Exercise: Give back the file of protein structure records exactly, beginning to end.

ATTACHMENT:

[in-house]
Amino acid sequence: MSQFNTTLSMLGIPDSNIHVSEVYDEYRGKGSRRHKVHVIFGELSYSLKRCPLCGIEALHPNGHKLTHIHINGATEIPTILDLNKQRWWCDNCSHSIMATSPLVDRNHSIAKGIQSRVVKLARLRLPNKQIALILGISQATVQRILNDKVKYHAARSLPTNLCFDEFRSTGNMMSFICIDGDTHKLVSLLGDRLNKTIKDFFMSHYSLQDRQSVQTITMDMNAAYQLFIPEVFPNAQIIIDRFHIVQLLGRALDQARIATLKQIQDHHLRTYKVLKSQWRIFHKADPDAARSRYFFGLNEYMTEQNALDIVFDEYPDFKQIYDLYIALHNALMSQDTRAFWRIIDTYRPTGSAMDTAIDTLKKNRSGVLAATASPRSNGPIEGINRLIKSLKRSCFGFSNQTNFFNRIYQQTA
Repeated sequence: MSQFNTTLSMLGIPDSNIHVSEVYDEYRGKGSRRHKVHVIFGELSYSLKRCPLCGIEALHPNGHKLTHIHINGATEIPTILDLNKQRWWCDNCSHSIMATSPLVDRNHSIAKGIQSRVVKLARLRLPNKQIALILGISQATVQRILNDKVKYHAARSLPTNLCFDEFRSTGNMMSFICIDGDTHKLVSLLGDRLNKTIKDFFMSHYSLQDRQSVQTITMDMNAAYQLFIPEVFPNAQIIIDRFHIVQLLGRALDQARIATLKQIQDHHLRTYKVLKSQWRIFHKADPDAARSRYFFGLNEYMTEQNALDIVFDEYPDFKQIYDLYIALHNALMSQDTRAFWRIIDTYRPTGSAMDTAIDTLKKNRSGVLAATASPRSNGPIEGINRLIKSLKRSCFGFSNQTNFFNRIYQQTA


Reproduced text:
[in-house]
Amino acid sequence: MSQFNTTLSMLGIPDSNIHVSEVYDEYRGKGSRRHKVHVIFGELSYSLKRCPLCGIEALHPNGHKLTHIHINGATEIPTILDLNKQRWWCDNCSHSIMATSPLVDRNHSIAKGIQSRVVKLARLRLPNKQIALILGISQATVQRILNDKVKYHAARSLPTNLCFDEFRSTGNMMSFICIDGDTHKLVSLLGDRLNKTIKDFFMSHYSLQDRQSVQTITMDMNAAYQLFIPEVFPNAQIIIDRFHIVQLLGRALDQARIATLKQIQDHHLRTYKVLKSQWRIFHKADPDAARSRYFFGLNEYMTEQNALDIVFDEYPDFKQIYDLYIALHNALMSQDTRAFWRIIDTYRPTGSAMDTAIDTLKKNRSGVLAATASPRSNGPIEGINRLIKSLKRSCFGFSNQTNFFNRIYQQTA
Repeated sequence: MSQFNTTLSMLGIPDSNIHVSEVYDEYRGKGSRRHKVHVIFGELSYSLKRCPLCGIEALHPNGHKLTHIHINGATEIPTILDLNKQRWWCDNCSHSIMATSPLVDRNHSIAKGIQSRVVKLARLRLPNKQIALILGISQATVQRILNDKVKYHAARSLPTNLCFDEFRSTGNMMSFICIDGDTHKLVSLLGDRLNKTIKDFFMSHYSLQDRQSVQTITMDMNAAYQLFIPEVFPNAQIIIDRFHIVQLLGRALDQARIATLKQIQDHHLRTYKVLKSQWRIFHKADPDAARSRYFFGLNEYMTEQNALDIVFDEYPDFKQIYDLYIALHNALMSQDTRAFWRIIDTYRPTGSAMDTAIDTLKKNRSGVLAATASPRSNGPIEGINRLIKSLKRSCFGFSNQTNFFNRIYQQTA